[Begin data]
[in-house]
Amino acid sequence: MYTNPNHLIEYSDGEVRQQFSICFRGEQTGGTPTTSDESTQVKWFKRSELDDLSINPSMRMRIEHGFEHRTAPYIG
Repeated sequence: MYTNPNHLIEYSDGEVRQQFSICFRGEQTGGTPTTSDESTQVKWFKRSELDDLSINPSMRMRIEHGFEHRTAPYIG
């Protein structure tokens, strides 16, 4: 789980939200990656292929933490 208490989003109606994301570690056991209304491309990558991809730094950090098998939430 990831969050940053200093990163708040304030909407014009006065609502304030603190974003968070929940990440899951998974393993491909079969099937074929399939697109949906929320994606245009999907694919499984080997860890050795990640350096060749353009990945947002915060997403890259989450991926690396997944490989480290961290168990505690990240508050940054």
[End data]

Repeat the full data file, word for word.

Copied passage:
[in-house]
Amino acid sequence: MYTNPNHLIEYSDGEVRQQFSICFRGEQTGGTPTTSDESTQVKWFKRSELDDLSINPSMRMRIEHGFEHRTAPYIG
Repeated sequence: MYTNPNHLIEYSDGEVRQQFSICFRGEQTGGTPTTSDESTQVKWFKRSELDDLSINPSMRMRIEHGFEHRTAPYIG
């Protein structure tokens, strides 16, 4: 789980939200990656292929933490 208490989003109606994301570690056991209304491309990558991809730094950090098998939430 990831969050940053200093990163708040304030909407014009006065609502304030603190974003968070929940990440899951998974393993491909079969099937074929399939697109949906929320994606245009999907694919499984080997860890050795990640350096060749353009990945947002915060997403890259989450991926690396997944490989480290961290168990505690990240508050940054």